In the 1984 film The Terminator, an artificial intelligence machine is sent back in time from 2029 to 1984 to exterminate a woman named Sarah Connor. The Terminator had not only a metal skeleton, but also an external layer of living tissue as well, and was thus deemed a cyborg, a being with both biological and artificial parts. In 1984, no such cyborgs existed in the real world. However, fourteen years later, that would change.
Kevin Warwick is a Professor of Cyberkinetics at the University of Reading in England, and in 1998, he became the world’s first cyborg. Using only local anesthetic, a small silicon chip transponder was implanted into his forearm. The chip had a unique frequency that was able to track him throughout his workplace, and with a clench of his fist, he was able to turn lights on and off, as well as operate doors, heaters, and computers.
To take the experiment to the next level, in 2002 Warwick received another implant. A one hundred electrode array was implanted into the median nerve fibers of Warwick’s left forearm. With this implant, he was able to control electric wheelchairs and a mechanical arm. The neural signals being used to control the arm were detailed enough that the mechanical arm was able to mimic Warwick’s arm perfectly. While traveling to Columbia University in New York, Warwick was even able to control the mechanical arm from overseas and get sensory feedback transmitted from the arm’s fingertips (the electrode array could also be used for stimulation).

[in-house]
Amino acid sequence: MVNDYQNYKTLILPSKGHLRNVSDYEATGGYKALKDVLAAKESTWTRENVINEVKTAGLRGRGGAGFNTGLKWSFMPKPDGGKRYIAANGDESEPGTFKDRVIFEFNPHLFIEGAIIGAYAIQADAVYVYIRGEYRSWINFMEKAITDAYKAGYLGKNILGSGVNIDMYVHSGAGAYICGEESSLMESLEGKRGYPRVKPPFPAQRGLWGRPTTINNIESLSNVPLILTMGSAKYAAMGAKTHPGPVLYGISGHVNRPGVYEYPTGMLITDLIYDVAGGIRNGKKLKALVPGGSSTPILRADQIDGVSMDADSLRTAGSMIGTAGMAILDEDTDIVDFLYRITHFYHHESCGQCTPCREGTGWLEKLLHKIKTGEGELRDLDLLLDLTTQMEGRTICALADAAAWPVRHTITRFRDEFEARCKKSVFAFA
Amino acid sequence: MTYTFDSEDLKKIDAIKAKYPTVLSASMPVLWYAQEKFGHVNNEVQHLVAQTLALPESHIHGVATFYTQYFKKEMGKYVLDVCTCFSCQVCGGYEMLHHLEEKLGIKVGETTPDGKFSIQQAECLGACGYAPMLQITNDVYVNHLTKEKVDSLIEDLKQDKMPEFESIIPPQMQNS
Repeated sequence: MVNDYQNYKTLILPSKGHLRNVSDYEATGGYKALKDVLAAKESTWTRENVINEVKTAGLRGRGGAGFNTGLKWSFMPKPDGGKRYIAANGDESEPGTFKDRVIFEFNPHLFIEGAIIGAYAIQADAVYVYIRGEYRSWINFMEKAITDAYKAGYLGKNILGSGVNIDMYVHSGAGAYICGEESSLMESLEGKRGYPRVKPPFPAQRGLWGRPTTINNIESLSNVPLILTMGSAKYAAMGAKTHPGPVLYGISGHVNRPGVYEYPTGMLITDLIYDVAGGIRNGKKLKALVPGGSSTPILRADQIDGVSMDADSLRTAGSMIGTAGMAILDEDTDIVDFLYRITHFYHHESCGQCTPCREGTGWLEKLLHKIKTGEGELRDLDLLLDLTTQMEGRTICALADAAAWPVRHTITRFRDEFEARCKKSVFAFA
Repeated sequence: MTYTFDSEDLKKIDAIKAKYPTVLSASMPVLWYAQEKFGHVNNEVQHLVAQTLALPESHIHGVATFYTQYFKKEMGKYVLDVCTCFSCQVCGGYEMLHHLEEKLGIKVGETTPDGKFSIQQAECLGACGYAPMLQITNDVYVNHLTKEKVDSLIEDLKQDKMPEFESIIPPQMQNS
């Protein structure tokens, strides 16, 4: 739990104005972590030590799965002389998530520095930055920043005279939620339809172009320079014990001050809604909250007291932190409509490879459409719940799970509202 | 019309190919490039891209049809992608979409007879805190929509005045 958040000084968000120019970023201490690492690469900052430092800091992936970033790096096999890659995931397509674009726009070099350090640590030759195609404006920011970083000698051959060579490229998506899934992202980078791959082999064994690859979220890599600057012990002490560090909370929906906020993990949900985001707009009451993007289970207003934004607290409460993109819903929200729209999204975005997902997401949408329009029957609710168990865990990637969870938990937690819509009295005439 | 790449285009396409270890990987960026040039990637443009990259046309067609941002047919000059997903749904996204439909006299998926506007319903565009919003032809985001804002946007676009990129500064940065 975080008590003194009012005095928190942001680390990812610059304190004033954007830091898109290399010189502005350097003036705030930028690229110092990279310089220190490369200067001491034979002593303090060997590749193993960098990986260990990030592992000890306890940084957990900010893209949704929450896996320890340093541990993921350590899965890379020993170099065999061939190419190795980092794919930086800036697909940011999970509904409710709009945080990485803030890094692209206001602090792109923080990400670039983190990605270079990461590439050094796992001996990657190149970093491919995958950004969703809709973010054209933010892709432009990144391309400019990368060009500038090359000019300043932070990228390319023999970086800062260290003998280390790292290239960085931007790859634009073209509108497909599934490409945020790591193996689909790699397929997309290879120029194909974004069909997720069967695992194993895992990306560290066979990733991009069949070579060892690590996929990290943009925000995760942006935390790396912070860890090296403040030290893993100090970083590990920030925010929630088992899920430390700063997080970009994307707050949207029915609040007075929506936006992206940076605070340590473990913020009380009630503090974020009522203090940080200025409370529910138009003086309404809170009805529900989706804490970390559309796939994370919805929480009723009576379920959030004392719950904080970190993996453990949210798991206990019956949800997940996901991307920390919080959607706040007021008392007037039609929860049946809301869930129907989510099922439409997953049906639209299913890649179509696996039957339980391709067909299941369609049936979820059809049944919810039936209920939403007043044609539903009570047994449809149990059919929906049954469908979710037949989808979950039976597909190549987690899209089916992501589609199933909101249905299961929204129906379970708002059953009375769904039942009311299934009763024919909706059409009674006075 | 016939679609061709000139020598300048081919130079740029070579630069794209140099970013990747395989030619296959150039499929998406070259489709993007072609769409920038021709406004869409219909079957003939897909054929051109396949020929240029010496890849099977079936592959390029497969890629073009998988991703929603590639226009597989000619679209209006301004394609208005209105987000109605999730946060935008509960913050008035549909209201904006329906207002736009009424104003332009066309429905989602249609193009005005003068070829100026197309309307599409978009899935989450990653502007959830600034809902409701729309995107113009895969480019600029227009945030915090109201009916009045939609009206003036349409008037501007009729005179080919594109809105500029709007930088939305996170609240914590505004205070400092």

Although Warwick’s work could profoundly affect the world of medicine through its potential to aid those who have nervous system damage, his work has been considered quite controversial. After his first implant, Warwick announced that his enhancement made him a cyborg. However, questions are being asked, “when does a cyborg become a robot?” If these types of implants become more common in the future, how would the population feel about these “enhanced” individuals? In the future, it is possible that these implants could be used for anything from carrying a travel Visa to storing our medical records, blood type, and allergies in case of medical emergencies. Warwick is proud of his work because he is pioneering how humans can be integrated with computerized systems, but he has his own concerns as well. In one interview, he claims that it is a realistic possibility that one day, humans will create such intelligent artificial beings that it is possible we won’t be able to turn them off. Will cyberkinetic research ever take us that far? We will just have to wait and see.
For more information of the work of Kevin Warwick, visit his website.